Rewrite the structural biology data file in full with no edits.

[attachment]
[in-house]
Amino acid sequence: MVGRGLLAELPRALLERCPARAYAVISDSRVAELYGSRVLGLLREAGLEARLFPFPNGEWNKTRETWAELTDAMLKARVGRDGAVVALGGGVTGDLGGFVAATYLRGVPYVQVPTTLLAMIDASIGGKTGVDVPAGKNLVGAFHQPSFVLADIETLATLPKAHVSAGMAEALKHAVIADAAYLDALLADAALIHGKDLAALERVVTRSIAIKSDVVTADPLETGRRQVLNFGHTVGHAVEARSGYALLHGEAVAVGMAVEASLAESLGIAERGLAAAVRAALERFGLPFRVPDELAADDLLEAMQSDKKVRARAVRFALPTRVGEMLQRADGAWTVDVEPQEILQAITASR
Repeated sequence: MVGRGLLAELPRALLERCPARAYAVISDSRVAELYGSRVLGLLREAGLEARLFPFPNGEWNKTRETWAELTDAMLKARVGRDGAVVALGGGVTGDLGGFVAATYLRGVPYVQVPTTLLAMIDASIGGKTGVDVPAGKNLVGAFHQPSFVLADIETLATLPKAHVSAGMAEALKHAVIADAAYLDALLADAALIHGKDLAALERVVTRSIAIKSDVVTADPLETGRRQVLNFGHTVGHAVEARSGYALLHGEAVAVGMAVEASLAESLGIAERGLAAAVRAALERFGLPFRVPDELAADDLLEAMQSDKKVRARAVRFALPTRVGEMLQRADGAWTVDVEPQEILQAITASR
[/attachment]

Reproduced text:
[in-house]
Amino acid sequence: MVGRGLLAELPRALLERCPARAYAVISDSRVAELYGSRVLGLLREAGLEARLFPFPNGEWNKTRETWAELTDAMLKARVGRDGAVVALGGGVTGDLGGFVAATYLRGVPYVQVPTTLLAMIDASIGGKTGVDVPAGKNLVGAFHQPSFVLADIETLATLPKAHVSAGMAEALKHAVIADAAYLDALLADAALIHGKDLAALERVVTRSIAIKSDVVTADPLETGRRQVLNFGHTVGHAVEARSGYALLHGEAVAVGMAVEASLAESLGIAERGLAAAVRAALERFGLPFRVPDELAADDLLEAMQSDKKVRARAVRFALPTRVGEMLQRADGAWTVDVEPQEILQAITASR
Repeated sequence: MVGRGLLAELPRALLERCPARAYAVISDSRVAELYGSRVLGLLREAGLEARLFPFPNGEWNKTRETWAELTDAMLKARVGRDGAVVALGGGVTGDLGGFVAATYLRGVPYVQVPTTLLAMIDASIGGKTGVDVPAGKNLVGAFHQPSFVLADIETLATLPKAHVSAGMAEALKHAVIADAAYLDALLADAALIHGKDLAALERVVTRSIAIKSDVVTADPLETGRRQVLNFGHTVGHAVEARSGYALLHGEAVAVGMAVEASLAESLGIAERGLAAAVRAALERFGLPFRVPDELAADDLLEAMQSDKKVRARAVRFALPTRVGEMLQRADGAWTVDVEPQEILQAITASR